I was also interested to see the way my friends mentions show up on the timeline; I got a blast from Christmas past with a quote from a friend in which she mentioned Ben and Jerry’s. This makes way for a more personalised and individual experience for the user.
Only time will tell if brands will sink or swim with the new layout.
What do you think? Will Timeline be unpopular with Brands? Or does it offer a whole world of new opportunity for social media marketing?
Facebook is a big fan of rearranging the furniture. And with every change comes the outcry from its users; status updates are dominated with complaints, groups pop up, it’s the end of the world as we know it… And then everything blows over and we’re suddenly cool with the changes. In fact, we usually can’t remember what Facebook was like before.
For some websites, like Digg, radical changes to the look and feel of a site can result in a catastrophic loss of your loyal followers. And yet Facebook seems immune to any such exodus; everyone uses Facebook because everyone uses Facebook.
It’s only been around for 8 years, but it’s had countless facelifts in this short time. Here’s a look back at how the old FB has changed over time, starting with its humble origins as ‘The Facebook’.
Before Facebook dropped the ‘The’, it had a pretty basic design, but the iconic blue and white design and the basic information it provided was essentially the same. It’s easy to forget that it actually started out as a way for students in US colleges to connect and share information. No Pages. No Newsfeed. No Like button.
In 2006 a basic Newsfeed was added; but we didn’t have the opportunity to litter it with inane status updates until 2008, when the publish feature was added. Facebook gifts were removed in 2007; remember when you could send one of these to a friend on their birthday?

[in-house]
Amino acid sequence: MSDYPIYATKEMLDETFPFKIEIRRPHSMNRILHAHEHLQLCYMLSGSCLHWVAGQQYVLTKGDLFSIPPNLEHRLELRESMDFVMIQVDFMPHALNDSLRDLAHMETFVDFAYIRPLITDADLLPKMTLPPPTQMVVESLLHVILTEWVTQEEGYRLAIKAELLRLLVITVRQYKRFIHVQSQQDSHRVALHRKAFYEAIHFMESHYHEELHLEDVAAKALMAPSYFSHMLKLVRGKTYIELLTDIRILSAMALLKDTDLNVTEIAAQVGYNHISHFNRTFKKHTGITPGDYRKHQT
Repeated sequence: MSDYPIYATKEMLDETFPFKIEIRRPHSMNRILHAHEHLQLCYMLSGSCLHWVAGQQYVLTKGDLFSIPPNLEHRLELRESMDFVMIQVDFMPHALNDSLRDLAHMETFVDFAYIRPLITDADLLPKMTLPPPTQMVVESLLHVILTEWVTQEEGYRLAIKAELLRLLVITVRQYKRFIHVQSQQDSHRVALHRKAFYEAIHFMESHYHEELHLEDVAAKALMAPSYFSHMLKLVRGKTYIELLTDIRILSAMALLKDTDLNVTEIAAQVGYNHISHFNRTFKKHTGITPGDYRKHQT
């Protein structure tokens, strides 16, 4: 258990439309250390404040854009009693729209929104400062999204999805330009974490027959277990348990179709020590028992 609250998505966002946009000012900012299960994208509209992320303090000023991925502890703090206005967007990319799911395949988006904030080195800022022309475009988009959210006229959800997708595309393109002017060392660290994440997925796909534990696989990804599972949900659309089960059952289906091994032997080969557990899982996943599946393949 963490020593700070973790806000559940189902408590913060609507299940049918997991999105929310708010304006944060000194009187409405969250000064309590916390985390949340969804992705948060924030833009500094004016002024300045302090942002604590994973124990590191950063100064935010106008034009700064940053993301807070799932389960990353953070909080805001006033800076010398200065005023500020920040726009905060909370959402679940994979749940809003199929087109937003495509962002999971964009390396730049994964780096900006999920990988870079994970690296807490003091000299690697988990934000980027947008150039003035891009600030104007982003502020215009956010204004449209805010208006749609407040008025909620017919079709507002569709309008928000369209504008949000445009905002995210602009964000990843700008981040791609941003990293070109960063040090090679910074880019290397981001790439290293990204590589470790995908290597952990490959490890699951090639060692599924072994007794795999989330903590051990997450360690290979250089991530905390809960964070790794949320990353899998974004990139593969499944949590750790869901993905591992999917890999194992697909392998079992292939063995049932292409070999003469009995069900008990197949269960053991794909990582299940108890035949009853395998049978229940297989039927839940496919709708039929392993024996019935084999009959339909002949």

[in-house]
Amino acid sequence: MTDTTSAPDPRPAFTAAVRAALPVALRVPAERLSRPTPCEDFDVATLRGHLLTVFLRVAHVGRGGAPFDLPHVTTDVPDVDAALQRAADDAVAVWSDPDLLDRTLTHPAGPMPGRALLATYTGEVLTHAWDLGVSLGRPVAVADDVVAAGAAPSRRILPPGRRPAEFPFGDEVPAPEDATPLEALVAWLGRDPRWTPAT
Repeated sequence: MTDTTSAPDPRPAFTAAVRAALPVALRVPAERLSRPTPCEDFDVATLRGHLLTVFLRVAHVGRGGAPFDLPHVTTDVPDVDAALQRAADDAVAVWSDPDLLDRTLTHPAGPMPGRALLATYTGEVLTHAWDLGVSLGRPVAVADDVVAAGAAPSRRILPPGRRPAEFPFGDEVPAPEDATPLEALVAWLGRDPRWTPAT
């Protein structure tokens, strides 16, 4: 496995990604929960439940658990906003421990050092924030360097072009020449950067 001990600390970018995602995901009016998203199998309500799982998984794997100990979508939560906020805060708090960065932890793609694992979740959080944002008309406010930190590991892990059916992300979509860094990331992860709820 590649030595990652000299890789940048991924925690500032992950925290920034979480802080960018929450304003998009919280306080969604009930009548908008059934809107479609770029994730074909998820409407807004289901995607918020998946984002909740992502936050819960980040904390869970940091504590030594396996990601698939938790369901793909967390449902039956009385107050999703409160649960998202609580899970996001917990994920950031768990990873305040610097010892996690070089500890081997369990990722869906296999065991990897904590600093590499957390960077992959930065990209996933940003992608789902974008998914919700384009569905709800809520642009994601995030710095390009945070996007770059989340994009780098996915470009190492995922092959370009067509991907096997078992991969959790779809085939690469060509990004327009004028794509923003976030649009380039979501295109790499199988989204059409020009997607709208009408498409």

Between 2008 and 2010 we saw what felt like endless additions and modifications. We got the ‘like’ button, which everyone immediately hated, and called for a ‘dislike’ button too. We got apps, which divided the Facebook population into Farmville players and non-Farmville players. (This also opened up Facebook to new and exciting avenues of advertising.) We also got brand pages, which was probably the point at which everyone accepted that you must to be on Facebook. It gave some businesses the opportunity to move away from the traditional website structure and be a little more social in their approach to marketing.
In 2011 there was a major upheaval of the Facebook Feed; rather then giving users chronological updates, a ‘top story’ was selected (using a seemingly arbitrary method) and the rest was neglected at the bottom of the page. A ticker was also added, at the right of the page, which gives real-time updates. This was fairly unpopular, since we seemed to be seeing a lot less Facebook activity from the people we care about, and a lot more random junk on our Newsfeed. But the most unpopular change was still to come…
The introduction of the Timeline in place of traditional profiles has caused numerous problems for users, not just because it essentially allows Facebook to dig up and display your past. Whether you want to complete your life story using the Timeline feature, or if you’d prefer to hide your less flattering moments, it’s going to be time consuming to get your profile the way you want it.
So is the Timeline just another feature that we’ll eventually learn to love? Or is this just one step too far?